I've got an idea. Just to be efficient about it, on every email where you have your phone number or maybe just on your business card or tattooed to your arm have this:

"If anyone has said something racist, sexist or hateful about (here you add what ever you want -- environmentalists, vegans, Federalist society members, Republicans, Latinos, pizza tossers) whether or not I know about it, I am SO mad and I want someone else to do something about it."

Now you never have to worry about missing a chance to chime in and you yourself never take a risk or make a sacrifice. In the alternative one could decide not do this because, as I said, no one reading this blog or any other blog by a law professor and no one any of those people know do not already agree. This would leave you the time to think about actually taking a risk someday.

Saturday, February 16, 2008

Doing Chen Ups

Most people reading this blog get here via Moneylaw. If you have not read Jim Chen's latest post over there please do. There are two aspects of Jim's post that are important. One is his general message. As a former construction laboror and someone who pays attention to the background of his colleagues, I agree that you cannot fully appreciate a law teaching job and treat it as the privilege it is unless you have worked at the other end of the spectrum. I have written before that I think law schools would be well advised to hire people who have experience the other side of the socioeconomic line. I have nothing empirical on this but it would be interesting to study. The other part of this general point -- althought not made by Jim -- is the expectation those who have not worked hard expect those who are working hard to pay for their life time jobs of leisure. I am talking about the belief that there is justice in asking the convenience store clerk, secretary, tire shop worker, or bus boy to contribute to a lardass law professor's salary. One thing I have discovered in the world of law professors is an inability to feel shame.

The second aspect of Jim's post is not the message itself but his willingness to state his values and to let it be known whose side he is on. I have not worked at a law school with a dean that comes close to this. Evidently the prevailing "best practice" is to say nothing and certainly not to state what one's expecations are (of course this assumes there are expectations). Most deans seem to hide. Jim does not. What a breath of fresh air!!

Tuesday, February 12, 2008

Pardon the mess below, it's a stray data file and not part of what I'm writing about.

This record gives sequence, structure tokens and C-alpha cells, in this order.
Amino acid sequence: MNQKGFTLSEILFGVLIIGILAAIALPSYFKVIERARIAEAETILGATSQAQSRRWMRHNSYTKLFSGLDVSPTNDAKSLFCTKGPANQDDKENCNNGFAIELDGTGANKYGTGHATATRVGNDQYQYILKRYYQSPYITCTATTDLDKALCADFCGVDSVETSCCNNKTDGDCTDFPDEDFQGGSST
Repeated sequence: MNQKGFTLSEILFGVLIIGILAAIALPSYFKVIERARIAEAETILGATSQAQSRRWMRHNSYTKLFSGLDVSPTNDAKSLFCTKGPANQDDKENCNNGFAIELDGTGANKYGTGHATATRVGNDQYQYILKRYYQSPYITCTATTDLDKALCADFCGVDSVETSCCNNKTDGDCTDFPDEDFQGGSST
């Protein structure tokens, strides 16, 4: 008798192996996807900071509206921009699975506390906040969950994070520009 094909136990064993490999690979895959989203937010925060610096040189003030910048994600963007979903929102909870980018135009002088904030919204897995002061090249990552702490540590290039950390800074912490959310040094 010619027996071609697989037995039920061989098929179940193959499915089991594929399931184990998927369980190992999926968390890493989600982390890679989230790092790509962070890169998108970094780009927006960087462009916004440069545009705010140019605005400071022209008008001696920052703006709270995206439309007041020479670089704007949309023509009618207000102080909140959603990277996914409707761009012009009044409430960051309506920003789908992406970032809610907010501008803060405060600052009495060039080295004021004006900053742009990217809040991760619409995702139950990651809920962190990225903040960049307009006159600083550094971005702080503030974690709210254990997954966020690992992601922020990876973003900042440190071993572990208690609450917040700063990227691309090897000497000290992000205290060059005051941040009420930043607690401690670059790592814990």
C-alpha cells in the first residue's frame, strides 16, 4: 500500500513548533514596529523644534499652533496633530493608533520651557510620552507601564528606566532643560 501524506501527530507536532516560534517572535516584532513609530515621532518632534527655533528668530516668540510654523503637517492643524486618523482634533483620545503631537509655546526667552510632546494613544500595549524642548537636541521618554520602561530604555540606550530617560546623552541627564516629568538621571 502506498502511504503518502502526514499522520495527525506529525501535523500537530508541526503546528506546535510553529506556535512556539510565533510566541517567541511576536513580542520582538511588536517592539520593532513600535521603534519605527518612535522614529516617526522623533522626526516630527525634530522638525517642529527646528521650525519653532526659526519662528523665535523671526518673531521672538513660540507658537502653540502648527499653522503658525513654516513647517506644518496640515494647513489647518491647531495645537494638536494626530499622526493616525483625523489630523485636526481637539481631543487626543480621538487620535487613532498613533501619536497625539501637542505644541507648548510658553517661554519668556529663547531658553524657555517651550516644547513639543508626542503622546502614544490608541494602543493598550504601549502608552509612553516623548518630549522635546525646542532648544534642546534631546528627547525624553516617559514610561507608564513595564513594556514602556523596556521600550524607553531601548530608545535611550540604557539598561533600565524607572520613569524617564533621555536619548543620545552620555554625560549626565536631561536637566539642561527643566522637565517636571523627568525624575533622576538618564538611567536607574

The Tenured Life, Part 5: Complacency and Blaming the Students

One thing the tenure life breeds is complacency. There is one test that determines most of the decisions that may people make: what does this mean for me?

In two articles by Robert Lloyd, both of which are now over ten years old, he captures the idea of going with the flow. The title of one article "Hard Law Firms and Soft Law Schools," 83 N.C.L.Rev. 667 tells the story. Law schools are soft, teachers are not rigorous, they teach "soft courses." In a wonderful passage found in the other article he writes in reference to higher and higher grading curves, "When it reaches A+ there will be nothing left to give, and faculty will have to find new ways to ingratiate themselves. " 45 J. Leg. Ed. 551. Actually legal education, although not arriving at the A+ curve, has found out a way to give something new. When grades can't go any higher, the only thing to do is to expect less in class. When you have life-time employment no matter what you do, teaching (I mean actually teaching) less becomes easy.

And teaching less seems to be generally accepted. One colleague in a committee meeting noted that students 1) do not read and follow directions, 2) do not carefully read fact patterns 3) merely state the law without applying it to the facts (this is a big one, they seem to not understand what legal analysis is or why the facts are important) 4) fail to spot large issues. Not a single person in the meeting disagreed. And yet, many of these things are what law teachers are supposed to be teaching. No one suggested the problem actually begins with what takes place in the classroom.

The topic of teaching rigor is evidently off limits. As far as I know, nothing came of Robert Lloyd's warnings 12 years ago. In my own school, and I am willing to bet 90% of other law schools, conversations about rigor have not taken place and I doubt can take place. Call it a lack of leadership, complacency, or whatever but students will only learn what they are taught.

Tuesday, February 05, 2008

The Tenured Life, Part 4: Anti-intellectualism

As discussed so far, the the tenure life can mean rewards for poor teaching, less writing, and small ideas. It aslo leads to anti intellectualism. What do I mean by anti intellectual or intellectual? I have no idea if this is an official definition but for me it means that all ideas are explored, all questions asked, and the answers respected. I do not mean they become a guides to life but they are faced up to rather than discounted. All of this takes place even if it is morally and socially uncomfortable. And, principally an intellectual is not only interested in questions and answers that are self-referential.

Anti intellectualism may exist in all fields but in law it is particularly widespread. If ask what their specialities many law professors answer not with an topic but with the name of a, generally well-intented, political movement -- race, women's rights, environmental law, law and economics, ADR. How can these be areas of "scholarship" when nearly everyone is preaching to the choir, one must hold certain beliefs to be part of the research circle, and the goals lean more toward the promotion of ideas as opposed to their analysis? The literature in these "fields" reads more like position papers than the work of open minded researchers. In all of these areas some answers are unacceptable and any question that would lead to one of these answers is not asked. In the world of legal research a statement can be supported by citing the fact that someone else said it. It really does not matter as long as it was in print somewhere.

How is this a product of tenure? Tenure allows individual to persue self-referential research goals. A tenured professor has freedom and that generally means ignoring all interests other than self-interest.

I am indebted to one of the very few true intellectuals I know for showing me this from Noam Chomsky: "The professional guild structure in the social sciences, I think, has often served as a marvelous device for protecting them from insight and understanding, for filtering out people who raise unacceptable questions, for limiting reseach -- not by force, but by all sorts of more subtle means -- to questions that are not threatening."

Noam, take a look at legal research!